Digital transformation now underpins corporate survival. Not only did digital disruption forge a critical path through the COVID-19 pandemic for enterprises – allowing them to continue operations in challenging times – it has now become a strategic imperative. Across all sectors those enterprises that have invested in digital transformation can now embrace automation, AI, the IoT and edge deployments that give them a significant competitive edge. It’s small wonder that despite the challenging market conditions and shrinking IT budgets, worldwide digital transformation spending will grow at a CAGR of 22.7 per cent to $US3.3 billion by 2025.
Digital transformation does look different from vertical to vertical, as transformation is adapted to suit the specific needs, workflows and processes of the sector. One example of this can be seen in the industrial sector. In 2020, AVEVA announced that it would be acquiring OSIsoft, a leader in real-time industrial operational data software and services, so that it could help deliver transformation to its customers in that space. Combined, AVEVA can provide full stack end-to-end solutions that span edge, plant, and enterprise deployments. Specifically, industrial customers could benefit from performance intelligence.
“Digital transformation, among other things, provides companies with two things. One is real time data. And the second one is improved operational efficiency,” Boris Marrone, AVEVA VP, Head of South Asia and South East Asia, said in an exclusive interview with IDG. “Now, when you add artificial intelligence to the equation, when you overlay that on this data, that’s when you get performance intelligence.”
Managing the data pressures of industrial operations
Industrial sites are high-risk environments that rely on people being able to make quick – and often life-saving – decisions based on the best data that’s available to them. The problem is that industrial sites are creating more data than ever and, in an increasingly digital world, the workers on site need to be able to quickly access and interpret that data.
However, businesses are not necessarily taking full advantage of the available data. As noted in a PwC report, only 18 per cent of survey respondents rate the maturity of their data analytics capabilities as advanced, and more than half say that the lack of skills and competencies in their company’s workforce is a key challenge to making full use of data analytics.
This is something that the combined AVEVA and OSIsoft are looking to address, Boris Marrone said. “The connected worker is that individual that works on sites such as a plant, an oil rig or a manufacturing plant. They are the individuals that need to take fast and important decisions, and resolve critical challenges, sometimes even life-threatening. The challenge of the organization is to take all that harnessed data that is being analyzed at the same time, and use best-in-class algorithms to transfer it in real time to the connected worker. It’s not just about transferring data fast, but also making sure that it’s just the parameters that really help them to make the right decisions and take action.”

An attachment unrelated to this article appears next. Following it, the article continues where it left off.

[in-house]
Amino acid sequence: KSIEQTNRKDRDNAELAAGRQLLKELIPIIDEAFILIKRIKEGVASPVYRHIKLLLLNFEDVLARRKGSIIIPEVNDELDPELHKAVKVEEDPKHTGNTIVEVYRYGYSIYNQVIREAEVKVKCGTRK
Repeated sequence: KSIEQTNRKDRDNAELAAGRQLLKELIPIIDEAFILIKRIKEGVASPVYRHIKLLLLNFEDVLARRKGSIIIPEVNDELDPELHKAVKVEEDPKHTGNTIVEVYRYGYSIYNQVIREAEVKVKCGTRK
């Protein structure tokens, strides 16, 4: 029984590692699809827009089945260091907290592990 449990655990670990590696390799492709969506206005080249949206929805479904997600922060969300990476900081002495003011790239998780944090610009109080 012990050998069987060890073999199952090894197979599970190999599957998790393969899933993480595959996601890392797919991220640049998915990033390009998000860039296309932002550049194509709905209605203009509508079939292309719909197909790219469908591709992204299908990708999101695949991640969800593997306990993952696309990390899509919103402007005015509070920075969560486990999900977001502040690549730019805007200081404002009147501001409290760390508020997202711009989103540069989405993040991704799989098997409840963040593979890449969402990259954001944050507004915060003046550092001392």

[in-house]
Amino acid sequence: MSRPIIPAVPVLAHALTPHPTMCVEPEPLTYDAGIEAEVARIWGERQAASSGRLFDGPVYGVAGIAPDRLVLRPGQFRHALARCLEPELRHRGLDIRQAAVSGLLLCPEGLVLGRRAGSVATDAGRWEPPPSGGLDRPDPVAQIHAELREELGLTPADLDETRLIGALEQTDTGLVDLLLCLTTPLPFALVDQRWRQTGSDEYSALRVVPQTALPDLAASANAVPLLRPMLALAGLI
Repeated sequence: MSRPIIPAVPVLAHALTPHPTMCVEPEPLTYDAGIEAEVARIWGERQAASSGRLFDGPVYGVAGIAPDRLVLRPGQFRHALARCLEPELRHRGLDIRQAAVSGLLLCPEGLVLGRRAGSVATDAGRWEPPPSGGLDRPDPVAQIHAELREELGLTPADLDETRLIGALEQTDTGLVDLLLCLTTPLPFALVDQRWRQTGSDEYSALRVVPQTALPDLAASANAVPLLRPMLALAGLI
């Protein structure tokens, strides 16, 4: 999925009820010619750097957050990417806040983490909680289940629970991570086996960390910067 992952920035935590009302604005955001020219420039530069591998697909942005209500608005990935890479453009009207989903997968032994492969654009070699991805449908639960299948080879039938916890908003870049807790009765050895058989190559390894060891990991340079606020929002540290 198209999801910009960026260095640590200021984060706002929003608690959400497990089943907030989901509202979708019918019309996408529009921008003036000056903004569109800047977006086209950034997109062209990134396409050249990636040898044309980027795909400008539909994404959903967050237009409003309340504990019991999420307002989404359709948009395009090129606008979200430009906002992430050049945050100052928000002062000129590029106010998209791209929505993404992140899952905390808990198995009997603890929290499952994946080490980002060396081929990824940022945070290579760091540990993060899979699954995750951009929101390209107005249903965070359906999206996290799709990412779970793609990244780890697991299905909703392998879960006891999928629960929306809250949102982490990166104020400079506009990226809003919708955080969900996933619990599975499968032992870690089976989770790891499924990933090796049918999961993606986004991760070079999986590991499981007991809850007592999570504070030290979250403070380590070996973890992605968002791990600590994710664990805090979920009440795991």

Boris Marrone gave the example of an oil rig, with a centralized monitoring centre located off site. In the event of an alarm being triggered, key to the safety of those on the oil rig, and the ability to minimize disruption and downtime, is the ability for that centralised monitoring centre to feedback critical instructions to the connected worker on-site. Being able to pinpoint the exact location of the critical asset that triggers the alarm is a ground-breaking benefit. Being able to provide insights into how to address the alert can reduce downtime, eliminate disruptions and even save lives. By supplying this data to an edge device, such as a tablet, this performance intelligence-enabled system can filter the right data for the connected worker on-site, resulting in faster and safer outcomes, without needing specialized analytics skills. And it all happens in real-time.
Leveraging data for better sustainability outcomes
The other great challenge that organizations face – particularly those in industrial sectors – is the question of sustainability. In order to do their part, organizations are looking into proactive ways to reduce their carbon footprint.
Data is a solution here, too, Boris Marrone told IDG. “If you look at just energy, manufacturing, agriculture and traffic management alone, these sectors globally correspond to more than the combined carbon footprint of the US and European Union combined” Boris Marrone said. “Digital technologies are helping to cut carbon emissions by up to 15 per cent at a global level. This transformation is allowing them to drive efficiencies across the supply chain, run leaner organizations, consume less energy, make fewer trips between plants, and so on. AVEVA has its role to play here, and that’s why in every product roadmap we incorporate ways for companies to translate our solutions, in such a way that they drive a more sustainable organization, introduce ways of cutting waste and run leaner.”
Sustainability is another way in which organizations that have transformed, will differentiate themselves. Not only will green credentials assist them to meet regulatory and social demands, but the efficiencies will reduce the costs of running businesses in a world where carbon will become one of the heaviest costs for enterprises to bear.
Ultimately, the purpose of digital transformation is to prepare the organization to better handle masses of available data, to drive better efficiencies and outcomes back to the organization. Companies like AVEVA are providing the vertical applications of that data to drive efficiency, lower risk, and lead to better outcomes within the business.
For more information on AVEVA and OSIsoft industrial solutions, click here.